Blog How Should You Train Your Dog?

How Should You Train Your Dog?


Don't use food! 

You must use food!

Don't use a leash!

You must use a leash!

So many opinions. So little time.

No wonder dog owners are putting training their dogs in the too hard basket! 

Why So Many Opinions?

Us humans are pretty arrogant. We all think we're the only ones who have the answer. There's even a saying "the only thing two dog trainers will agree on is that the third is wrong."

Why? Because our dogs are amazing creatures and they are desperate to understand us so often they will overcome our pathethic attempts at training and learn regardless.

For 75% of the population it doesn't really matter what method you choose. Our dogs are generally going to respond to good training.

What's The Right Way to Train Your Dog?

The way that works for you and your dog, of course. You can debate the nuances. But ultimately training either falls in one of these categories: It worked. It didn't work (that could be either because we didn't do it right or because it wasn't right for our dogs... usually... the problem lies with the human end of the equation).

You have to find what works for you. No matter what you choose, you will need to learn how to train.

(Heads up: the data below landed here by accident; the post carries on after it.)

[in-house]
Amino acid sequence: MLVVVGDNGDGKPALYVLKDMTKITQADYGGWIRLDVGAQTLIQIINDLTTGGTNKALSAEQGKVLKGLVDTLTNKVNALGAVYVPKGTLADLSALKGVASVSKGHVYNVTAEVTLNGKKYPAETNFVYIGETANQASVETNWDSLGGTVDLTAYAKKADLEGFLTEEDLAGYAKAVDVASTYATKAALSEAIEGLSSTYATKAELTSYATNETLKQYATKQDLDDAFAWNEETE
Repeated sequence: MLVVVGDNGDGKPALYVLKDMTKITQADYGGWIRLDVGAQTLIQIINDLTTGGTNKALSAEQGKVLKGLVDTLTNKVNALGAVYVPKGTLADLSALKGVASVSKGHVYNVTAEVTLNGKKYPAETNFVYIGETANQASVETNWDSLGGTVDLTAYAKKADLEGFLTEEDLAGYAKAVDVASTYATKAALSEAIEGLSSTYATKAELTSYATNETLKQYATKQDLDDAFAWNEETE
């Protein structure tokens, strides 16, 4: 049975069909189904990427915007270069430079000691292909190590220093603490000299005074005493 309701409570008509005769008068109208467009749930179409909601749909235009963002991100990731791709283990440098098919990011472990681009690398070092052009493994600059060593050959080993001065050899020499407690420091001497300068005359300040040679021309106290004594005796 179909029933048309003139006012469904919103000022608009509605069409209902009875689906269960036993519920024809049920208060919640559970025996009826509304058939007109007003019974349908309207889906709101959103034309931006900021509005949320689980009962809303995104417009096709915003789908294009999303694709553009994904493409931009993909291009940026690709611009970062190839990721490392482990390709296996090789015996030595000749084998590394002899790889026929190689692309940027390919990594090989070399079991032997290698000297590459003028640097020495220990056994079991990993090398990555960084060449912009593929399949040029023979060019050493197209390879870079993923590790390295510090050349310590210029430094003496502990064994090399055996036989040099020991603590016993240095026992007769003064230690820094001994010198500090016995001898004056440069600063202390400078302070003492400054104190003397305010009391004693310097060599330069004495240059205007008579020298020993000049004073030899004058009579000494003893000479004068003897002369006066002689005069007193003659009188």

You should of course consider your dog. If your dog isn't much of a foodie, your training will be more effective if you can use something other than food. 

What's The Catch?

There are no short cuts.

All the methods take about the same amount of time to learn because all dog training methods rely on two things that us humans are pretty terrible at: good timing and clear communication (you cannot have one without the other).

And with whatever method you're going for, I recommend you film yourself training your dog. Because you'll see how bad your timing is. I used to sit with a rolled up newspapaper watching the videos back and hit myself over the head for every mistake I made. Yup... 99% of the problems we have with training is us giving our dog the wrong information with bad timing.

How I Train Dogs

I generally look at what the owners are doing already and show them what they need to change in order to get what they're after. 

It's effective because I don't assume what the owners are doing already ia all wrong. I see what they're doing and then we don't fix what isn't broken in their training. We only work on the stuff that we need to work on so that their dog can be the dog they need them to be.

I like working with over excited and reactive dogs, so that's the people I speak to. That way, I can make sure my programs can help people with these challenges. 

I do find that usually there are a lot of questions that owners have that I answer in The Dog Training Lab

Dogs and owners do best when they have a supportive village. Like the saying "it takes a village to raise a child" I've found that us owners and our dogs do best when we have a supportive village. But a good, supportive village is difficult to find. So, I created one!

Come join us:


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